As women flood dermatologist's offices for treatments for thinning hair, we had to wonder, are we all really suffering from hair loss—or do we all just think we are?
If you were sitting at my desk right now, you'd think everyone was suddenly losing their hair. There are hair-growth supplements, hair-thickening fibers, scalp treatments said to help you sprout healthier follicles, shampoos and conditioners meant to create a healthier hair-growing environment, and any number of "densifying" stylers. So is hair loss on the rise, or are there just (finally!) better solutions? (See also: Do Gummy Vitamins Really Help Your Hair Grow?)
Thankfully, it's the latter. "Our treatment options have improved," says Kristina Goldenberg, M.D., a dermatologist practicing at Goldenberg Dermatology in New York City. Dr. Goldenberg reports that a whopping 25 percent of her dermatology practice is now made up of hair loss and restoration treatments for people 25 and over. "Some are even coming in for preventative measures," she adds.
Dr. Goldenberg says that while you and your doctor need to determine the cause of your hair loss before deciding on the appropriate treatment plan, for her patients with hair loss due to genetics (the most common cause), a combination of vitamin B complex injections, rogaine, and theradome (a laser hair-growth treatment for home use that has been cleared by the FDA) can be very effective. And combining these treatments with periodic PRP—plasma-rich protein—injections can offer enhanced results.
"But before you can pin hair loss on your genes, your doctor will have to take an extensive history and check your bloodwork to rule out an internal cause," says Dr. Goldenberg. She notes that some other causes for hair loss that we don't often think about are: vitamin deficiencies, new medications, recent surgeries, stress, weight loss, and hormonal changes.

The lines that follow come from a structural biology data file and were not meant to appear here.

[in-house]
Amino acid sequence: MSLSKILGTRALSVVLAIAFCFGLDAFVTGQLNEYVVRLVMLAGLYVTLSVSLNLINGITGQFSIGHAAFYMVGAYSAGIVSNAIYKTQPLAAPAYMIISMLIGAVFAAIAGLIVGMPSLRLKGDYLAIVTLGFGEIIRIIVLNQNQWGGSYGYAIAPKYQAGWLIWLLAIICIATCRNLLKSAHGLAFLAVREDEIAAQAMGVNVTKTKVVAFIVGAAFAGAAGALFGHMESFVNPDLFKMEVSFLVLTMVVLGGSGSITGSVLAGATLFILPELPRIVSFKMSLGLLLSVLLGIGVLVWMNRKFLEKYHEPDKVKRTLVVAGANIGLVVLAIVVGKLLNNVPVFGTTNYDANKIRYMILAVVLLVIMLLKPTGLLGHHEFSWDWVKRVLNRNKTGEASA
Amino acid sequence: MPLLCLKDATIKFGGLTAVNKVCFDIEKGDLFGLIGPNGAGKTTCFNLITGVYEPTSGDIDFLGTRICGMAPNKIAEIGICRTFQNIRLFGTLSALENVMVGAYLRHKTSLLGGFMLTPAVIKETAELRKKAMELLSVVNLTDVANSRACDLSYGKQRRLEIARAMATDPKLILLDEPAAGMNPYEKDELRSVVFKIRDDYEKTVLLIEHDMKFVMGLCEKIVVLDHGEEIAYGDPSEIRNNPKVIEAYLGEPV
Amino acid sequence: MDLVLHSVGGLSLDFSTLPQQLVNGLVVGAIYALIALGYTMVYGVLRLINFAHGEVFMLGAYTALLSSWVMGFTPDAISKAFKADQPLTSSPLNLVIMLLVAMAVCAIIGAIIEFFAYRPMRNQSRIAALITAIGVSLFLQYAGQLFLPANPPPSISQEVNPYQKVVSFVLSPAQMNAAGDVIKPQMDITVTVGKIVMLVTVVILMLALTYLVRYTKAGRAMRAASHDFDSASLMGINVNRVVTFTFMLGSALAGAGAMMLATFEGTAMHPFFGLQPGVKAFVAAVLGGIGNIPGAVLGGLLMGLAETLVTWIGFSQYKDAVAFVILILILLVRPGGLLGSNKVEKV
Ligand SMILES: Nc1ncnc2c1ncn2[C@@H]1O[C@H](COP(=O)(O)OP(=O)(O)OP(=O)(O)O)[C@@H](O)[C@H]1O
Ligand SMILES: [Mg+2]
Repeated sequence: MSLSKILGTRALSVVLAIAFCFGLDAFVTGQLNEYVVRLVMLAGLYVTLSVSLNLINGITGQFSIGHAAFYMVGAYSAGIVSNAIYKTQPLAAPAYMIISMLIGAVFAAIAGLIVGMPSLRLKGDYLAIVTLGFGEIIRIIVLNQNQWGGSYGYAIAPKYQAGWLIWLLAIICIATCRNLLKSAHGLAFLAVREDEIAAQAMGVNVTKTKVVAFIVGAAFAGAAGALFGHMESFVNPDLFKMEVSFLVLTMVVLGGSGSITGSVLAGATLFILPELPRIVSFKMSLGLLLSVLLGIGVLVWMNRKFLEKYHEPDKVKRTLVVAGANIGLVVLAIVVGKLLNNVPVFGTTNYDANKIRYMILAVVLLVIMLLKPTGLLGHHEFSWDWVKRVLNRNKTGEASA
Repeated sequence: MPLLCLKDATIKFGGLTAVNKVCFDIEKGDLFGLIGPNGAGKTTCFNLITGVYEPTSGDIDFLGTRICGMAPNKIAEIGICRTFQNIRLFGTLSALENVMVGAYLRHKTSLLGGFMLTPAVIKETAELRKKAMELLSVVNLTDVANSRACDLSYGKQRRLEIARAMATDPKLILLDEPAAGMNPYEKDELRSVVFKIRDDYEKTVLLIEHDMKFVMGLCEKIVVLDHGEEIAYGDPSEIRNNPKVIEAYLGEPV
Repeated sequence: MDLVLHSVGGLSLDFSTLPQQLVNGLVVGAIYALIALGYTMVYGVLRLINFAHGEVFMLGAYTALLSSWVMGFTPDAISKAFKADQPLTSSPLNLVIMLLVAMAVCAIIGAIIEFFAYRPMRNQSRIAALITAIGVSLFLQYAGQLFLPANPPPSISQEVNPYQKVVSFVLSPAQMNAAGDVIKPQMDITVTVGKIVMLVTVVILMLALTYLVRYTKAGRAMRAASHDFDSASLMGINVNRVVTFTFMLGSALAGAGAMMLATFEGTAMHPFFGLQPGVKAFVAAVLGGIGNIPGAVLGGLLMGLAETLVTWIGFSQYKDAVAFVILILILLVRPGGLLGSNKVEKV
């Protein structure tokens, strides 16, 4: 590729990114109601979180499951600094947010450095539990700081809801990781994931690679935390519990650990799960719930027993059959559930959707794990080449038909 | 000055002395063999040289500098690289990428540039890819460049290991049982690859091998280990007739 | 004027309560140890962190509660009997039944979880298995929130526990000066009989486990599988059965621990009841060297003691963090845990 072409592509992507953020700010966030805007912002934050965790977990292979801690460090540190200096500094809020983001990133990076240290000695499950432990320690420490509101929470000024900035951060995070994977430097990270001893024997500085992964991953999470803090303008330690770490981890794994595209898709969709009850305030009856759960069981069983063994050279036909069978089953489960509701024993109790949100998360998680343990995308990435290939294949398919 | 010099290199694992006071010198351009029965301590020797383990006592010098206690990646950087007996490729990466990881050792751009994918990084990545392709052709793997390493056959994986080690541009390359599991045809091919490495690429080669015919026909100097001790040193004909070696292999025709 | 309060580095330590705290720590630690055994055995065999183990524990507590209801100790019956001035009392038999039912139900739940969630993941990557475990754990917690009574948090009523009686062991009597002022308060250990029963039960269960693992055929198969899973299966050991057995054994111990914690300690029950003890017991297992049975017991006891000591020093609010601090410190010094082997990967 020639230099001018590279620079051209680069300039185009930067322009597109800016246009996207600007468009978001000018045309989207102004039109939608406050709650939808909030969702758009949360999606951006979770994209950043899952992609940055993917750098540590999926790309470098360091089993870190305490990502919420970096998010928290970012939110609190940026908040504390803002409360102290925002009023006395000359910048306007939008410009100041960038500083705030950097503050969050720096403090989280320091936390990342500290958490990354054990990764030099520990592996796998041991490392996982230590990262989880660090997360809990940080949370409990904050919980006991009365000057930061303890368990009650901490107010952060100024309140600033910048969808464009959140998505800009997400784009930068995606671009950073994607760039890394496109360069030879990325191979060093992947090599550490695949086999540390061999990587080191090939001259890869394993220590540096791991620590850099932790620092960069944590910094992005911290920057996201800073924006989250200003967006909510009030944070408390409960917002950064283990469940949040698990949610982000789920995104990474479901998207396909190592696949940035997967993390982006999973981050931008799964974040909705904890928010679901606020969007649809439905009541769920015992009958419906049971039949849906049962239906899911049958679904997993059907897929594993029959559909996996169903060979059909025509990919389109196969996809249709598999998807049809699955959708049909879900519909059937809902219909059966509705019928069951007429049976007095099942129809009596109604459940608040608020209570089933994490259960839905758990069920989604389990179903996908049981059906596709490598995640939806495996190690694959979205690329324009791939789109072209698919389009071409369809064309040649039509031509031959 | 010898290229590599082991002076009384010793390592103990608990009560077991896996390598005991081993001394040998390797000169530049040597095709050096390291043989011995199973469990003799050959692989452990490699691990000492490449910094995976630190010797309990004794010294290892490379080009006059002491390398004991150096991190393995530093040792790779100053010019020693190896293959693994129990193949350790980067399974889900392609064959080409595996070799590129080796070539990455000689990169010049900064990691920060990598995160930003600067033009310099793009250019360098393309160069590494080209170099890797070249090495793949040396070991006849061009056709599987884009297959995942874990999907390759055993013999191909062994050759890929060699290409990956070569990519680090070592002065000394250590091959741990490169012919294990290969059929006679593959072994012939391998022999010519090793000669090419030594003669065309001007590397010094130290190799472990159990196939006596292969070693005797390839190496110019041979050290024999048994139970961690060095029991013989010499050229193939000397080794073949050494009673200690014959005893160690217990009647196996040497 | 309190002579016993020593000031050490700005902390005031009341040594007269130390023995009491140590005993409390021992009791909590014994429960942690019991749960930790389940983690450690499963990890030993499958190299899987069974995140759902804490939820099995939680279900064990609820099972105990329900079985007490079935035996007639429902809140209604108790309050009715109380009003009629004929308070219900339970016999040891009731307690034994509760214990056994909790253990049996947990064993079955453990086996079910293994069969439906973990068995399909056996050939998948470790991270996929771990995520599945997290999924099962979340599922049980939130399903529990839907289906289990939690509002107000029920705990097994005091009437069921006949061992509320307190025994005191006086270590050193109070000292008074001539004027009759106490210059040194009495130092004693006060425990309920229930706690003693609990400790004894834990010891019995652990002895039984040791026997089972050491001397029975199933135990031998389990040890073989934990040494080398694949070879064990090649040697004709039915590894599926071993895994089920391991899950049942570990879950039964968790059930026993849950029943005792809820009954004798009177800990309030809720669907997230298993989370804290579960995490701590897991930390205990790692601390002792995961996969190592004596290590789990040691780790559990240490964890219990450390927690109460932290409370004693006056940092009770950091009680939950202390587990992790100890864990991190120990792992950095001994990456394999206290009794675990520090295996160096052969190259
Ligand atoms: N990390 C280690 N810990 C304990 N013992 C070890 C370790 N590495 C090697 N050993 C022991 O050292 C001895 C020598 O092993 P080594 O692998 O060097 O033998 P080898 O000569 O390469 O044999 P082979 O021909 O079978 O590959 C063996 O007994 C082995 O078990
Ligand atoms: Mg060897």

Now, if you're the type who routinely believes that you have every condition people are talking about, keep in mind that losing 100 strands a day is normal. When you start noticing significant hair loss in the shower, on your pillow, or in your comb after brushing your hair, however, it may be time to be evaluated by a dermatologist. And while treatment options are improving at breakneck speed—see: umbilical cord stem cell injections, which help repair damaged follicles and can potentially stimulate the growth of new follicles—proper hair care is where you want to start, says Dr. Goldenberg. "Hair, like skin, requires very specific care. Avoiding harsh treatments with chemicals and heat is perhaps the best thing you can do for your hair. But eating a balanced diet—lots of lean protein, less processed food—also helps."